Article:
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Ergon ups solar tariff, as Qld govt hikes fossil fuel subsidy to regions

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Solar households in regional Queensland are set to get nearly 3c/kWh more for the renewable energy they export to the grid, after the Queensland Competition Authority recommended a rise following the jump in wholesale prices in the past year.

But the rise has a flip side – it also means a big jump in recommended retail prices, forcing the Queensland government to intervene and increase the subsidy paid to consumers in regional areas from $560 million to $770 million a year – to ensure that prices do not rise ahead of the upcoming state election.

The issue highlights the extraordinary mess that state governments find themselves in with Australia’s archaic energy markets.

Like Western Australia, Queensland pays extraordinary amounts to subsidise the cost of transporting mostly coal-fired power from centralised plants to consumers hundreds or even thousands of kilometres away.

Even though the networks who deliver the power say that it would be far cheaper – and more reliable – to have localised renewable-focused micro-grids, no progress has been made because Australia’s energy rules, locked in the last century, show no incentive for creating thinking, or cutting prices to consumers.

Which means that the state government’s have to go on subsidising that centralised power, and increasing those subsidies, as the main generators continue to push prices up by gaming the market and increasing network costs.

The Queensland Competition Authority said on Wednesday that it had raised its estimated solar tariff for regional Queensland customers to 10.1c/kWh in 2017-18, up from 7.4c/kWh in 2016-17 – a not insignificant boost that QCA attributes “mainly” to the increase in the wholesale energy prices (see Table 5) and, ironically, the lack of large scale renewable energy.

QCAtable4and5

But in its final determination on retail electricity prices, also published on Wednesday, the QCA said it expected electricity bills for residential and business customers would increase by between 7-8 per cent in 2017-18, potentially adding thousands to yearly costs.

In an energy fact sheet, accompanying the determination, the QCA said the wholesale price component increase (see table below) of more than 30 per cent – which was much higher than forecast in the draft determination – was due to combination of high gas prices, the ongoing supply-demand imbalance on the NEM, and “little new renewable energy capacity entering the market in 2017, particularly in Queensland.”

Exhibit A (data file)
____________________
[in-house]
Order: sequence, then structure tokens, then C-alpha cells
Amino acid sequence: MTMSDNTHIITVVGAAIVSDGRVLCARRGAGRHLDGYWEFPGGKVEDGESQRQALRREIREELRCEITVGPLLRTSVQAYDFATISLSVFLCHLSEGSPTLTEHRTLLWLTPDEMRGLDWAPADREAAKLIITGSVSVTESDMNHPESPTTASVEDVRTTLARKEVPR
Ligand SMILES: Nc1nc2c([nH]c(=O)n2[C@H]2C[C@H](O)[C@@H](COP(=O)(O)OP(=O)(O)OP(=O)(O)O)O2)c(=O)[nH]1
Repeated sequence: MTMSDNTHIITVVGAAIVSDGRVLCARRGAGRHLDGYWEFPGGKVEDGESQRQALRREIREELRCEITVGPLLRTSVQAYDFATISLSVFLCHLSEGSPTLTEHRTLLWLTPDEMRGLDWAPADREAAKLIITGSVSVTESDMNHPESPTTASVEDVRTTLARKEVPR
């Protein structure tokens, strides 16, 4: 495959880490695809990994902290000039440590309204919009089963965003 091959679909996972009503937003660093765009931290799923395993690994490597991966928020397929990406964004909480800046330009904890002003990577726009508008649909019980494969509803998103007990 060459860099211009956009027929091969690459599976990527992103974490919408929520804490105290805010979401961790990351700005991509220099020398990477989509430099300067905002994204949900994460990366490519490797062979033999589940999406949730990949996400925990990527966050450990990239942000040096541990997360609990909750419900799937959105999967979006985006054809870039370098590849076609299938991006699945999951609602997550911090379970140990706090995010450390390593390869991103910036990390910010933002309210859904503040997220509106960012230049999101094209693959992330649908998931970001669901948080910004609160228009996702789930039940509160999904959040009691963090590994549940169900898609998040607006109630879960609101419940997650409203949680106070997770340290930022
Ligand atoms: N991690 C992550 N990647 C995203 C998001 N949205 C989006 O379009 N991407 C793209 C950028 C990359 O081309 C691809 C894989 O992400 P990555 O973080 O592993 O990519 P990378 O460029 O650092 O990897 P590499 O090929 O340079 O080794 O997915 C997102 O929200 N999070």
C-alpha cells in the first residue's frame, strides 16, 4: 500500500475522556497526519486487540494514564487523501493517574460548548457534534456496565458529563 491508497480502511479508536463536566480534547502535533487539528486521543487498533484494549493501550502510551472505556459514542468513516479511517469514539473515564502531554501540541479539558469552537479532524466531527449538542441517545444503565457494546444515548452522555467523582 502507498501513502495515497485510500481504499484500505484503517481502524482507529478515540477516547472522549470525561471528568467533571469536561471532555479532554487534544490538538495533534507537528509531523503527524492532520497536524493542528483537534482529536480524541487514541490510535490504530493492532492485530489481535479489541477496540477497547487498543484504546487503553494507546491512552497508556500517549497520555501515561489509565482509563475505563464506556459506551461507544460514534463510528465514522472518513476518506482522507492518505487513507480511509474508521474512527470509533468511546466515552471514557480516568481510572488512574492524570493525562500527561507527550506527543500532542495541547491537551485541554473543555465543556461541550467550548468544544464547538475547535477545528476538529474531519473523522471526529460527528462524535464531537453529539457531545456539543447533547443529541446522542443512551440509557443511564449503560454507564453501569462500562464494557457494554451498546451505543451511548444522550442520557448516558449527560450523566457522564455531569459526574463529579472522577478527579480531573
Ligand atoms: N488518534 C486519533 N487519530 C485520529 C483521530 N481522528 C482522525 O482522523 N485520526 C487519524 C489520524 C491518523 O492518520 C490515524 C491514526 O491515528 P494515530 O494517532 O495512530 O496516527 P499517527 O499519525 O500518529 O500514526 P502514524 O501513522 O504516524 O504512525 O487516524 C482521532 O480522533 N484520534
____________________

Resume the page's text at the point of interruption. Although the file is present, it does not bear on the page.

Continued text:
The price hike provoked “an immediate intervention” by the Labor Palaszczuk government, to slash the expected increase in electricity prices for regional households and small business by more than half, to between 3.3-4.1 per cent.

“We will not tolerate a return to the massive electricity price surges inflicted on Queenslanders by Campbell Newman and the LNP,” Queensland Treasurer Curtis Pitt said in a joint ministerial statement on Thursday, which put high electricity prices down to a lack of federal leadership and a failure of the NEM.

“We’ve directed government-owned corporation Energy Queensland to reduce network charges and in doing so we are ensuring Queenslanders will benefit from stabilised electricity prices and help with cost of living pressures,” Pitt said.

But the price tag for this “cost of living initiative” will be a cool $770 million of taxpayer monies, which Pitt said would be used across the coming three years to “back consumers and lower electricity prices.”

As the QCA notes in its report, this is a “significant” subsidy – up from $561.2 million in 2016-17 – that is paid by the Queensland government “to cover the difference between notified prices and the costs that Ergon Energy Queensland Limited (Ergon Retail) actually incurs to supply regional customers.”

Effectively, it subsidises the cost of transporting fossil fuel generated power from centralised coal and gas plants down Ergon’s long, stringy network (65,000km of SWER network, alone) – a legacy of the extraordinary area it covers (97 per cent of Queensland), and its sparse population.

But it’s a fixable problem. In an interview with RenewEconomy two years ago, Ergon chief Ian McLeod conceded that, “given the technological advances available today,” the government probably wouldn’t build a complete SWER network like it did in the 1970s and 80s.

“Today,” he added, “we would look at hybrid, storage and renewable options, perhaps with some back-up.”

Indeed, Ergon is working on bringing its grid into the 21st Century, but it is slow and complicated work, particularly on a network which also has a huge uptake of residential rooftop solar to factor in.